Governments will have to rely on ‘financial repression’ to deleverage economies as the world heads into the third major debt cycle of the post-industrial era, according to Samy Muaddi, T Rowe Price fixed income portfolio manager.
In a webinar for NZ and Australian investors last week, Muaddi said in-hock governments have only two choices (barring default) to manage long-term debt: running surpluses; or, keeping nominal growth above interest rate levels.
He said prior to World War I developed economies paid down massive fiscal debt (mostly incurred to fund wars) over a century or so by grinding out government surpluses.
Post WWI, however, governments increasingly relied on economic growth outpacing interest rates to manage debt – a trend that accelerated further after WWII.
But as global sovereign debt has risen to historically high levels in the wake of 21st century crises and an almost zero prospect of renewed “fiscal discipline”, Muaddi said governments have no choice but to keep growth higher than interest rates – an effect achieved by either real productivity growth or inflation.
“We need inflation,” he said. “The alternative is worse. Our financial architecture is not built for deflation.”
Supported by repressed interest rates, governments have been able to embark on massive fiscal stimulus programs (including the latest US$1.9 trillion cash-splash by the Joe Biden administration) funded by sovereign bonds.
Repressed government bond yields, though, create a dilemma for investors.
“Solving this puzzle is key for everything else in financial markets,” he said.
However, Muaddi said “developed market sovereign debt cannot grow infinitely”.
And claims by modern monetary theory (MMT) advocates that governments can print money forever without risk were seriously misguided, Muaddi said.
“MMT is not modern – the Romans did it 2,000 years ago when they debased their currency – and it’s not monetary, it’s fiscal,” he said. “And it’s not a theory – I’ve seen it in practice in emerging markets, it always ends poorly.”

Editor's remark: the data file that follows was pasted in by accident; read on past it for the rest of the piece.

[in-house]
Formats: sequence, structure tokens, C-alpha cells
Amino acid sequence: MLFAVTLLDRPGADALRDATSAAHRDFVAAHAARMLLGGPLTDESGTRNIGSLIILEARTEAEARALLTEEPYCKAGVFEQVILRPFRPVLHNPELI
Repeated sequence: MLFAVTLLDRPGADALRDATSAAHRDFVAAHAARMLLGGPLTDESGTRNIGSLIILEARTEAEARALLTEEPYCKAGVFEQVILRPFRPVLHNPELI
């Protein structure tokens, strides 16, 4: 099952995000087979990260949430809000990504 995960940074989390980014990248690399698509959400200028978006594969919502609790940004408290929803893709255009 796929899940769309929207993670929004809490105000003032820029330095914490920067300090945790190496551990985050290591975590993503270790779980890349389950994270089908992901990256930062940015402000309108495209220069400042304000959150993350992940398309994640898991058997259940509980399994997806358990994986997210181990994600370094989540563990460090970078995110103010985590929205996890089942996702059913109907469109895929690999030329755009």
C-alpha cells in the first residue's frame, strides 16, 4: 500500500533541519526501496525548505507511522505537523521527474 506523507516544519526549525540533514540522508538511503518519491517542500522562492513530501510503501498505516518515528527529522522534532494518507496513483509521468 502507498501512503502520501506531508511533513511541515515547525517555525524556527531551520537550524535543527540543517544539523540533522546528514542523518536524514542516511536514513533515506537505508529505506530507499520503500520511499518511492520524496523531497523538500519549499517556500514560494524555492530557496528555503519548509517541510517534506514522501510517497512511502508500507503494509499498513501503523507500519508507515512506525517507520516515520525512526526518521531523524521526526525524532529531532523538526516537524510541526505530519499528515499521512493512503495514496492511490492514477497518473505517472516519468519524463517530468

With financial repression – engineered low interest rates and rising inflation – a defining feature of the looming third great debt cycle, income-focused investors have little choice but to take on more risk through equities or high-yield debt, Muaddi told the T Rowe Price audience.
In the fixed income market, high-yield securities provide the “last avenue for investors to compound out of financial repression”, he said.
There were still opportunities to achieve 5 per cent annualised income in the high-yield credit market, Muaddi said, along with the possibility of some capital gains through active management.
High-yield debt investors need to diversify across developed (US and Europe) and emerging markets, he said, with a focus on managing downside risk.
Emerging market credit has evolved considerably since the 1990s, Muaddi said, offering strong returns and diversification benefits along with exposure to fast-growing economies.
Currently, though, he said there are “not enough high yield bonds to go around”.
Pointing to “one of the most shocking charts” of the year, Muaddi highlighted the fact that the entire US high yield market cap of US1.6 trillion remains smaller or about equal to that of each of the three largest US listed companies, comprising: Apple (US$2 trillion); Microsoft (US$1.75 trillion); and, Amazon (US$1.54 trillion).
The Baltimore-headquartered T Rowe Price has about US$1.9 trillion under management across multiple asset classes but is broadly known for its growth-oriented ‘strategic investing’ style, especially in equities.